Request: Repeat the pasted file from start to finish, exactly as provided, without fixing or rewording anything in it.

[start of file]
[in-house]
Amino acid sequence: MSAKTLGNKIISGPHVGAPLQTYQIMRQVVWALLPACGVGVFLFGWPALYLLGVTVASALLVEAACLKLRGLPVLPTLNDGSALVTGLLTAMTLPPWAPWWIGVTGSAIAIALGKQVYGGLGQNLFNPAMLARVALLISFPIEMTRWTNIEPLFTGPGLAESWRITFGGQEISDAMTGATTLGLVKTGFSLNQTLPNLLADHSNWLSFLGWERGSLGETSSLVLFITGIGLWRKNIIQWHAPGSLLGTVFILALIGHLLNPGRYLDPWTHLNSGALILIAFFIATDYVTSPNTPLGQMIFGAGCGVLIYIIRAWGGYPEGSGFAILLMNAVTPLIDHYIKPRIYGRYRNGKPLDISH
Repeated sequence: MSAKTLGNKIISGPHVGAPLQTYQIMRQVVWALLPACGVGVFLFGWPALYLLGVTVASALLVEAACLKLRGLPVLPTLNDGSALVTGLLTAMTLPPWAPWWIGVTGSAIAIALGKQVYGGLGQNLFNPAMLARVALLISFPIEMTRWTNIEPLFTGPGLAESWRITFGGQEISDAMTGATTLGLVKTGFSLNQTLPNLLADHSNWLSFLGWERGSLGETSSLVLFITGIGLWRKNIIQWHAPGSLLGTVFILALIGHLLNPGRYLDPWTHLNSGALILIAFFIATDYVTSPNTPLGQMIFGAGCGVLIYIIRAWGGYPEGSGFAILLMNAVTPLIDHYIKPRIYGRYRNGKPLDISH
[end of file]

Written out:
[in-house]
Amino acid sequence: MSAKTLGNKIISGPHVGAPLQTYQIMRQVVWALLPACGVGVFLFGWPALYLLGVTVASALLVEAACLKLRGLPVLPTLNDGSALVTGLLTAMTLPPWAPWWIGVTGSAIAIALGKQVYGGLGQNLFNPAMLARVALLISFPIEMTRWTNIEPLFTGPGLAESWRITFGGQEISDAMTGATTLGLVKTGFSLNQTLPNLLADHSNWLSFLGWERGSLGETSSLVLFITGIGLWRKNIIQWHAPGSLLGTVFILALIGHLLNPGRYLDPWTHLNSGALILIAFFIATDYVTSPNTPLGQMIFGAGCGVLIYIIRAWGGYPEGSGFAILLMNAVTPLIDHYIKPRIYGRYRNGKPLDISH
Repeated sequence: MSAKTLGNKIISGPHVGAPLQTYQIMRQVVWALLPACGVGVFLFGWPALYLLGVTVASALLVEAACLKLRGLPVLPTLNDGSALVTGLLTAMTLPPWAPWWIGVTGSAIAIALGKQVYGGLGQNLFNPAMLARVALLISFPIEMTRWTNIEPLFTGPGLAESWRITFGGQEISDAMTGATTLGLVKTGFSLNQTLPNLLADHSNWLSFLGWERGSLGETSSLVLFITGIGLWRKNIIQWHAPGSLLGTVFILALIGHLLNPGRYLDPWTHLNSGALILIAFFIATDYVTSPNTPLGQMIFGAGCGVLIYIIRAWGGYPEGSGFAILLMNAVTPLIDHYIKPRIYGRYRNGKPLDISH